Introduction to Filter I/O Streams
As mentioned earlier, The InputStream and OutputStream classes are used for reading from and writing to byte streams, respectively. In this section, you are going to learn of data transforming and manipulating using Filter Streams.
Like I/O streams, Filter streams are also used to manipulate data reading from an underlying stream. Apart from this, it allows the user to make a chain using multiple input stream so that, the operations that are to be applied on this chain, may create a combine effects on several filters. By using these streams, there is no need to convert the data from byte to char while writing to a file. These are the more powerful streams than the other streams of Java.
The class hierarchy of the Filter streams derived from I/O streams can be shown as:
There are two streams, that are derived from the I/O stream class:
FilterInputStream is the base class for all the input stream filters and is obtained from the InputStream class. It simply overrides all the methods of the InputStream class required to filter data. These methods performs some sort of filtering operations on the data and cannot be instantiated directly. It provides the additional and chaining functionality for the multiple input streams to be filtered.
The constructor of the FilterInputStream is written as:
|FilterInputStream fis = new FilterInputStream(Inputstream in);|
FilterOutputStream is the super class of all the output stream filters and is obtained from the OutputStream class. It simply overrides all the methods of the OutputStream class required to filter the data that is written to the output stream.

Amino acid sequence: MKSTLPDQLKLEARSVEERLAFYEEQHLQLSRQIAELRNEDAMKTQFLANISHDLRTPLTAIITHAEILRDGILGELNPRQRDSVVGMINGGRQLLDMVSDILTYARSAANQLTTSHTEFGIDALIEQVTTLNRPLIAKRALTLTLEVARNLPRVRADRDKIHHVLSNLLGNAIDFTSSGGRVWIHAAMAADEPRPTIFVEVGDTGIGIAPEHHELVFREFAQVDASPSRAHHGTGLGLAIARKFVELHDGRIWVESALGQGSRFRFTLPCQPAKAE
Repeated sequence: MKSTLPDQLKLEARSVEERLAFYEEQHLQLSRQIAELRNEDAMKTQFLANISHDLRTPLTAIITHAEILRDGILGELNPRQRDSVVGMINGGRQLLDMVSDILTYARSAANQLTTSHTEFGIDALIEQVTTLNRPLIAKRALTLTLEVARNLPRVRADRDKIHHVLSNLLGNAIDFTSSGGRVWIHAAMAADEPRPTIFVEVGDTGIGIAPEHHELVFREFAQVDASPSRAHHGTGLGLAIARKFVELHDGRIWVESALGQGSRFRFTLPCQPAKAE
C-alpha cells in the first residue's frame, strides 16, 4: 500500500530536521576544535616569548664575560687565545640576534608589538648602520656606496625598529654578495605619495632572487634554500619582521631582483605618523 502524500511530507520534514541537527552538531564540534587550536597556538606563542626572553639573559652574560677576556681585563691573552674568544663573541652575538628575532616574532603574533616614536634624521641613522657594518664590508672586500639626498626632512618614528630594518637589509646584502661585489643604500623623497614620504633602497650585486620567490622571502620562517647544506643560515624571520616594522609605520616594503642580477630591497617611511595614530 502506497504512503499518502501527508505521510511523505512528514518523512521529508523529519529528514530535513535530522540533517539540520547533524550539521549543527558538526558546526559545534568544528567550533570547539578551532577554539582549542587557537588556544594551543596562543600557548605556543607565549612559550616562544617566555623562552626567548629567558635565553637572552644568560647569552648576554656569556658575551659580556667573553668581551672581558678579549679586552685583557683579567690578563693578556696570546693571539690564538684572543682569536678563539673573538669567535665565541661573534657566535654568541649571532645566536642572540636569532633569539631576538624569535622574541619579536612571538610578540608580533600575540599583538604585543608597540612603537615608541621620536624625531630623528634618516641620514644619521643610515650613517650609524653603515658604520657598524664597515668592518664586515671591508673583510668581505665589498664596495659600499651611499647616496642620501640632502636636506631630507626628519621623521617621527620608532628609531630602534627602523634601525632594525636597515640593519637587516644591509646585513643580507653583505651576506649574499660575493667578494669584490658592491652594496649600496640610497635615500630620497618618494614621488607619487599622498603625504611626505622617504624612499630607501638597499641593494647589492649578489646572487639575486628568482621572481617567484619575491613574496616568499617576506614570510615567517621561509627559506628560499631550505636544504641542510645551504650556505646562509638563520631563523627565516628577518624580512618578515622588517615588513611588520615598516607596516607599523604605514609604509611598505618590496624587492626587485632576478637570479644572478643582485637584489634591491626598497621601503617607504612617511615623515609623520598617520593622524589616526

FilterIntputStream and FilterOutputStream do not perform any filtering themselves; this is done by their subclasses. To improve the performance of these I/O streams, their subclasses BufferedInputStream and BufferedOutputStream are used.
This class is a subclass of the FilterInputstream class that lets you read large amount of data from a stream and store it in an internal buffer. When data is requested, it is usually read from the buffer. This has the effect for improving the performance of some input streams, especially for those, that are bounded to slower sources like a file or network connection.
The constructor of the BufferedInputStream is written as:
BufferedInputStream (java.io.InputStream in);
This is a subclass of the BufferedOutputStream and a buffered output stream that lets you write characters to a stream. A BufferedOutputStream adds functionality to another output stream. The data is first written into a buffer. When the BufferedOutputStream is created, an internal buffer array is also created, in which the bytes are stored.
The constructor of the BufferedOutputStream is written as:
BufferedOutputStream (java.io.OutputStream out);